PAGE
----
I have a few in anthologies coming out in 2014 - Ticketyboo Press's Malevolence will have two ghost stories of mine. I'm also hoping to have a SF short for their Space – Houston We Have a Problem antho.

Then Fringeworks should be publishing their mad 'Potato Anthology' in 2014 too and my story King Edward's Mines will be one of the weird tales in it. Regarding my novel writing *sigh* I must have snail DNA in me somewhere because the novels are progressing so slowly. However, they are moving, albeit lethargically and who knows? They might be finished this year! In the meantime:

 

I am one of a short-list of five writers in a competition set by the media group and publishers Start Publishing with a SF short of 500 words called The Shell Game. The brief was to write a story based on Neal Asher's Departure cover.

 

 

 

 

 

 

 

 

 

 

 

Start Media is the group that made The Europa Report and I'm hoping the prize is a trip to Europa :-P If you'd like a free read and if you think my story deserves a vote here are the links:

Short Story Finalists - Stories where you can leave a vote and comment. StartPublishing - Twitter Vote

Facebook StartPublishing - Vote on their Facebook wall

 

Thanks!

 

A belated Happy New Year 2014 to you all!

 

 

2013 ended on a very sad note with the passing of the great Joel Lane suddenly November 25, 2013, reportedly in his sleep. He was only 50 and although I never got to meet him I feel honoured to be in one of his last anthologies R.I.P. Joel.

 

 

I'm in two new anthologies and keeping company with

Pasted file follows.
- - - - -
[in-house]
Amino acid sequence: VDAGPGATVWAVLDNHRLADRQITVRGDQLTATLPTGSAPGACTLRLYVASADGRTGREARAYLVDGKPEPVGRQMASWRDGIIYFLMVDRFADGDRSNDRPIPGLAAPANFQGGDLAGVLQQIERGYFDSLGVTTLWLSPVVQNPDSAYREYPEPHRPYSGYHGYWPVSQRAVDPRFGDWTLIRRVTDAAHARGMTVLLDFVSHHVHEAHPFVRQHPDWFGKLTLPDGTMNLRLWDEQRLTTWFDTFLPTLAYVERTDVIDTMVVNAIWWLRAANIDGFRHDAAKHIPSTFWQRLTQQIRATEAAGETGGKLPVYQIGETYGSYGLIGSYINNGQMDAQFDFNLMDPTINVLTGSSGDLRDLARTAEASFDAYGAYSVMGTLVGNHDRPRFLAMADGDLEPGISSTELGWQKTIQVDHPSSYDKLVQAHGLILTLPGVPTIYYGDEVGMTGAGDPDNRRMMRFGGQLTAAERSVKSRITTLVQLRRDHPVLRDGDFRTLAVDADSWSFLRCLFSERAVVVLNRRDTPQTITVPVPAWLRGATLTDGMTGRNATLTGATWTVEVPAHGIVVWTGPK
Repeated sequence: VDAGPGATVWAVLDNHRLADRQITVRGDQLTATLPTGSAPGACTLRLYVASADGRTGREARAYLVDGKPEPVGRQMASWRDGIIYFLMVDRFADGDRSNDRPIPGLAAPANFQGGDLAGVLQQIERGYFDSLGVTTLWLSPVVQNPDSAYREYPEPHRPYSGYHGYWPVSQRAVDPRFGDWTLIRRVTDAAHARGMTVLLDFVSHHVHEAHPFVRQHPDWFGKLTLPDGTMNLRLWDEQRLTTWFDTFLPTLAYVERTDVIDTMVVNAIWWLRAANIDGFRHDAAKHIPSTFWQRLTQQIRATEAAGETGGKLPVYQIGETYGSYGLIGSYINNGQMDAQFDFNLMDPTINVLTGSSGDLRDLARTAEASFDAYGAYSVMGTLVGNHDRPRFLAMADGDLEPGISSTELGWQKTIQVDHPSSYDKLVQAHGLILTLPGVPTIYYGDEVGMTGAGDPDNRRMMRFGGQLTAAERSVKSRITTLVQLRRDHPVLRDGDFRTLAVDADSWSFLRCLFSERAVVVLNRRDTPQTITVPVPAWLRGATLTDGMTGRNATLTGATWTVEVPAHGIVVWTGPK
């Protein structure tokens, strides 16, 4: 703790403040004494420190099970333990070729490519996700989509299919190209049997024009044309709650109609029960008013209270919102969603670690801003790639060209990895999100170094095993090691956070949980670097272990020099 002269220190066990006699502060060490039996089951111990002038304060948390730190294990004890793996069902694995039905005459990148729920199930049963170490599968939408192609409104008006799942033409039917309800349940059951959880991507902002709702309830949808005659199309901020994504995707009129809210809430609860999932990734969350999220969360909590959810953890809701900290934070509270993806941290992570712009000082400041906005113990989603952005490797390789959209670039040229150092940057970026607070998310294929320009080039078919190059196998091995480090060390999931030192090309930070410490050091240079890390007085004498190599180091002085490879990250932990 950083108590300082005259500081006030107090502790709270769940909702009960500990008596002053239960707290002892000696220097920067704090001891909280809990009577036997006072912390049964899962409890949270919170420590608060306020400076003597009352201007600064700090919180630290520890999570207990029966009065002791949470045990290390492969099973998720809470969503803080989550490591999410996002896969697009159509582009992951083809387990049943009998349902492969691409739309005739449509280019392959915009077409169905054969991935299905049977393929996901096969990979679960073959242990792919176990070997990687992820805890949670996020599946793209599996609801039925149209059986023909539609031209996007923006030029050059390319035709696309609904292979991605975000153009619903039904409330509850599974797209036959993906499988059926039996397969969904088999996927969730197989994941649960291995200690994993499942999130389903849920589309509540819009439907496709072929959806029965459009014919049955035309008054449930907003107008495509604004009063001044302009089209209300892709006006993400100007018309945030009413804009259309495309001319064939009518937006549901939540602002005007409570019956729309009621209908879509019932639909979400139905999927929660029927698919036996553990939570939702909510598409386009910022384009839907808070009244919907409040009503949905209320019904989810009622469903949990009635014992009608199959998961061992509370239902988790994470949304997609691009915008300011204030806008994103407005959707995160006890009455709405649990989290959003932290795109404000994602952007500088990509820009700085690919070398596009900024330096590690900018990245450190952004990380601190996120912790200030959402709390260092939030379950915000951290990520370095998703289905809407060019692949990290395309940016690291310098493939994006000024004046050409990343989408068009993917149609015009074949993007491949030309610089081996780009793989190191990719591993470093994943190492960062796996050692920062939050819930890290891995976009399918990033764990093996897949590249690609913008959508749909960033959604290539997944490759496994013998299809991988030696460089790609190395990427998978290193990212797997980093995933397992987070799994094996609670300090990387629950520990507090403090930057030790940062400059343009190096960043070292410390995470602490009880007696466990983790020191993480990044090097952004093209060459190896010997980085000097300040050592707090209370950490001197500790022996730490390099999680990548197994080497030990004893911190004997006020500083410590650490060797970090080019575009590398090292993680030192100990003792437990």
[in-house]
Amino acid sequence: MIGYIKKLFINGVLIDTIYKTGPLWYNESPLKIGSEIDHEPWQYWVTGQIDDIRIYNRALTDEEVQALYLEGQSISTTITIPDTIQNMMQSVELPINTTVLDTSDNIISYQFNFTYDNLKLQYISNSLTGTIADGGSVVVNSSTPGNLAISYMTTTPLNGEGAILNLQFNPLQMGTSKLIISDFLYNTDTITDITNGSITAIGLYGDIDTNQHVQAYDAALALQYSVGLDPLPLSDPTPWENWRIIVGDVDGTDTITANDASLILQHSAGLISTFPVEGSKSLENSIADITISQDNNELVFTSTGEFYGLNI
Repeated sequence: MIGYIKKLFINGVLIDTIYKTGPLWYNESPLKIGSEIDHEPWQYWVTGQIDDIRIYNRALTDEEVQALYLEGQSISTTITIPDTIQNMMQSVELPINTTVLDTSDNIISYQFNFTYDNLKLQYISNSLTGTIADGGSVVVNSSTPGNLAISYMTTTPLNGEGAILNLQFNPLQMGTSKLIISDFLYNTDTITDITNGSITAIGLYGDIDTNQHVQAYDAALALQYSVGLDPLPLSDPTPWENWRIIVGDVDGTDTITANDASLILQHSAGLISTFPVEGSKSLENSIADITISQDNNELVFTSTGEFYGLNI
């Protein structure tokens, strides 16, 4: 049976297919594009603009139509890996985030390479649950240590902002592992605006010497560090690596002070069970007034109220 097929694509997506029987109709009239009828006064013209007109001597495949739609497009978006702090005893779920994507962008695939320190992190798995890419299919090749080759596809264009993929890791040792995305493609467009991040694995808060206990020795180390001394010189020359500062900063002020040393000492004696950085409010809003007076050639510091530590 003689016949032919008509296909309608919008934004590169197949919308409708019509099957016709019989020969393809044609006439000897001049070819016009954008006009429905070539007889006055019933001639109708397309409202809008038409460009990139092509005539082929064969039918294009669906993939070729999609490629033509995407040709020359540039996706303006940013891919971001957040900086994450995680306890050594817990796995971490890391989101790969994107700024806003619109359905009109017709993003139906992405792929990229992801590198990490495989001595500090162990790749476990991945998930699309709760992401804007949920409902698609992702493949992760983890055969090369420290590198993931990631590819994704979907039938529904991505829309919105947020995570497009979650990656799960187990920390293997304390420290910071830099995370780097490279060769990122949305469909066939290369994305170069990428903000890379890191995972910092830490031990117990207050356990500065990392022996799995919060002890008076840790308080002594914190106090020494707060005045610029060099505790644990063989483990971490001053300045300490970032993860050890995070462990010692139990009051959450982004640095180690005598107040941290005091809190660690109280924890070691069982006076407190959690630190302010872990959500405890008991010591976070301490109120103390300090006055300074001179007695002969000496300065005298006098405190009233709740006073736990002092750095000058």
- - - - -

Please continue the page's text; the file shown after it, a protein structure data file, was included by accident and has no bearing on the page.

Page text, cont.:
World Fantasy Award Winner Joel Lane

and

British Fantasy Award Winner John Llewellyn Probert!

The anthos are:

Astrologica

 

 

 

 

 

 

 

 

 

 

 

 

 

 

 

(What's your star sign? Is our fate pre-determined by the constellations and the position of the planets? Can astrology really present an alternative vision to the apparent certainties of science, politics, religion and celebrity culture? Or should its claims of determinism, fate, fortune and personality profiling perhaps be taken with a large pinch of salt? Here are fourteen brand new astrologically themed stories to delight and enthral, spanning the range of science fiction, fantasy and horror, with stories by Doug Blakeslee, Mark David Campbell, Storm Constantine, Adam Craig, Megan Kerr, Joel Lane, Bob Lock, Jet McDonald, David McGroarty, Ralph Robert Moore, Christine Morgan, David Turnbull, Neil Williamson and Stuart Young. What is the secret of the white bull and his labyrinthine ranch? Why should you never trust gifts you win at a funfair? And why are twins always apparently at war with each other? )

 

Cthulhu Cymraeg